About a specific bathroom where odors occur, that has already narrowed down the problem to a single room, in your case. A visual inspection or further plumbing investigation might discover various causes of odor - there shouldn't be any other than of course normal bathroom odors occurring during use. Improper venting of plumbing drains, vent or sewer piping leaks, even a loose toilet can be a cause of the problem.
Narrow down the odor source: It may help to narrow down the problem to a specific fixture by testing with an instrument or your nose or by running fresh water into traps or by using a sensitive gas detection instrument such as the TIF8800 TIF 8800 GAS DETECTOR.
If odors are traced to gas piping the gas supply should be shut off immediately and depending on the level of gas odor the building evacuated.
GAS LEAK DETECTION, LP / NG
About the hazard level of the sewer gas you smell: a measure of sewer gas or methane level might in some circumstances indicate an unsafe level (from an explosion risk perspective) but we wouldn't' rely on that approach since changing building conditions can cause big changes in the level of gas output.
The first potential hazard is an explosion; there may also be a bacterial or pathogenic hazard in the building, depending on just where the leak is and what is its cause - for example a leaky toilet seal may be leaking sewage into the ceiling below or onto a bathroom floor. More details are
at DANGEROUS SEWER GAS CONDITIONS
At First Steps to Check for the Source and Cure of Sewer Gas Odors, [just below] we discuss diagnosing and fixing sewer gas odors. Please take a look at that text and don't hesitate to ask if that info is incomplete or unclear. Be sure to also see the list of sewer gas diagnosis and repair articles at the end of this article.
First Steps in Septic or Sewer Smell Diagnosis: Check for the Source and Cure of Sewer Gas Odors
What steps are useful to avoid smelling (or blowing up from) the gases that form and naturally want to escape from residential septic systems? How can we diagnose sewer odors at a building site to determine
if it's a venting problem, a failure of the septic system, or the failure of a neighbor's septic system, or perhaps even a leak from a fuel gas line or appliance?
First Check for Very Dangerous Conditions: fuel gas leaks, sewer gas leaks, gas accumulation
Watch out: both hydrogen sulfide gas and methane gas are potentially explosive
Check for leaks in fuel gas lines and appliances: the mercaptan put into LP gas and natural gas is inserted there by the
gas company as a safety feature so that people may notice that they have a dangerous (explosive) gas leak in
their home. Some people may confuse this odor with a septic tank gas odor.
The photo shows black stains on copper tubing at the flare fitting connecting an LP gas line to a shutoff valve. Some service technicians
point to stains on piping as an evidence of a possible chronic leak in the gas line at this point.
If you suspect that there is a fuel gas leak in a home, or even if there is a gas odor from any source, leave the building and call
your fire department for assistance.
Even so simple a task as dialing a telephone could provide a dangerous spark and cause an explosion. In New York City there seems to be about one terrible gas explosion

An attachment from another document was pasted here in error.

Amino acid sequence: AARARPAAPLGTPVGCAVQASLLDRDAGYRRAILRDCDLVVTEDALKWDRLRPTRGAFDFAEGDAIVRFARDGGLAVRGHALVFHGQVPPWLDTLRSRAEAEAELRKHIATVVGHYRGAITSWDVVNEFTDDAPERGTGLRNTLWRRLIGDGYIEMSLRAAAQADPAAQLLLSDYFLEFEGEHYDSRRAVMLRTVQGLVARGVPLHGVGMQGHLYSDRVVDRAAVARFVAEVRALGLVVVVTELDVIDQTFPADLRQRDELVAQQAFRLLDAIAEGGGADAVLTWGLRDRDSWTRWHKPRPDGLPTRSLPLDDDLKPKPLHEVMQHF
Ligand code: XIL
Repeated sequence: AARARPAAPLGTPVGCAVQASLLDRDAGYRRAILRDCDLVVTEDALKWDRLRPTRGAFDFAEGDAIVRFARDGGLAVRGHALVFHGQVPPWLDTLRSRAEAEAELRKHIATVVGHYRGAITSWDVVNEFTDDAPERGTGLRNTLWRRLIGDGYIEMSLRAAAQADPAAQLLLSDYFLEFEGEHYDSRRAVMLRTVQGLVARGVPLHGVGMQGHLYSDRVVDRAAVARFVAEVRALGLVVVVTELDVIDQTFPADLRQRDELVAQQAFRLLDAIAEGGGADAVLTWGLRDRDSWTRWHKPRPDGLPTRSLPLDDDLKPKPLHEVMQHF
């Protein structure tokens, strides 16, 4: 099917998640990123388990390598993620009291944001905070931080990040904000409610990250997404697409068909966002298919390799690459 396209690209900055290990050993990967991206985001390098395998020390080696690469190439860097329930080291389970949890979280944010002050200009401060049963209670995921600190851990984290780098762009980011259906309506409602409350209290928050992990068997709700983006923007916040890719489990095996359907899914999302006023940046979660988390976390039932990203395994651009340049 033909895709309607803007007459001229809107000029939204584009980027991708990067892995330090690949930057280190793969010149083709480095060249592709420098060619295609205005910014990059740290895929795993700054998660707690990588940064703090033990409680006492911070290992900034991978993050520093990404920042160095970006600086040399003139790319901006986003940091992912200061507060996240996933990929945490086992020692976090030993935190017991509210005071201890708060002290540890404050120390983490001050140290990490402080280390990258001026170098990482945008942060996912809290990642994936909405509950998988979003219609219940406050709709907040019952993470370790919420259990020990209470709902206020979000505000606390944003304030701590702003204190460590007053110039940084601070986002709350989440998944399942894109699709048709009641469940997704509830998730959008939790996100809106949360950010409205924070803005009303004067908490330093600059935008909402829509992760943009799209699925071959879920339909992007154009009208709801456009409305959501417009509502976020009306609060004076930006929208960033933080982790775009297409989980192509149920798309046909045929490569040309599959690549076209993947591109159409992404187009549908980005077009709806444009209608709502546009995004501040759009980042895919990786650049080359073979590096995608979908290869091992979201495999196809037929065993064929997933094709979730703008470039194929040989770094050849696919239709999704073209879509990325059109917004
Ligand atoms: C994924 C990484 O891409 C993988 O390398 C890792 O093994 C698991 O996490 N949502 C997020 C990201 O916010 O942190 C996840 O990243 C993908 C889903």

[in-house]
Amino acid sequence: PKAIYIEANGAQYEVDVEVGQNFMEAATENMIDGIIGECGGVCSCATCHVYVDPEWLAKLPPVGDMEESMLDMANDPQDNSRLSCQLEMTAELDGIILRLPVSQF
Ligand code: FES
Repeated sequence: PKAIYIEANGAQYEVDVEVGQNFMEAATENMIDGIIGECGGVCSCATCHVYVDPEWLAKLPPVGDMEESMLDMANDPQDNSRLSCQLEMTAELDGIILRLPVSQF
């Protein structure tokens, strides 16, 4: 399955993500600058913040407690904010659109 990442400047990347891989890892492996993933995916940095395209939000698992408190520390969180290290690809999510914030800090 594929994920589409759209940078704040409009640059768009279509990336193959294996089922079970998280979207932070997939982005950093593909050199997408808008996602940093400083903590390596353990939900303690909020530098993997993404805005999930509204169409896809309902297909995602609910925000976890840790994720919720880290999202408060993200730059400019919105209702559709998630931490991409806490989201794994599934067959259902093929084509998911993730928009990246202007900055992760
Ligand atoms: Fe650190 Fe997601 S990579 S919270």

a year that is blamed on either a fuel gas leak or a sewer gas leak which accumulated explosive gas in a building.
Observe septic system safety procedures When opening a septic tank for service or repair, observe the safety precautions I describe earlier
on this web page.
We have had reports of a septic pumper having his face burned by exploding methane when he lit a cigarette during pumping, a homeowner who generated an explosion of the septic tank that rocked the entire
neighborhood when he built a brush fire atop the septic tank.
We have also read of deaths occurring when untrained service people entered a pumped-out septic tank to inspect it.
Also Check for the presence of Chinese drywall: because it is easy to mistake other sulphur odors for sewer gas, if your building was built or remodeled between 2001 and 2007, especially in 2006 or 2007,
see CHINESE DRYWALL HAZARDS - the corrosive outgassing of Chinese drywall can make smoke detectors and carbon monoxide detectors unsafe and it may also be an indoor air quality concern in some buildings.
At SEPTIC & CESSPOOL SAFETY we explain that gases produced in a septic tank are dangerous, as a potential
source of explosion and as a cause of death by asphyxiation if someone falls into or deliberately enters a septic tank.
Hydrogen Sulfide Gas H2S Properties, Exposure Pathology, Symptoms, Treatment, Prognosis
In low concentrations (less than
0.15 mg per liter), hydrogen sulfide may produce
inflammation of the eyes, nose, and throat if breathed
for periods of 1/2 to 1 hour. Higher concentrations
(0.75 mg per liter or greater) are rapidly fatal, presumably
by combination of the hydrogen sulfide with
the respiratory tissue pigments and the subsequent
paralysis of the respiratory center.
The symptoms depend upon the
concentration of the gas. At the lowest concentrations,
the effects are chiefly on the eyes; that is,
conjunctivitis, swollen eyelids, itchiness, smarting,
pain, photophobia, and blurring of vision. At higher
concentrations, respiratory tract symptoms are more pronounced.
Rhinitis, pharyngitis, laryngitis, and
bronchitis may occur. Pulmonary edema may result.
At very high concentrations, unconsciousness, convulsions,
and cessation of respiration rapidly develop.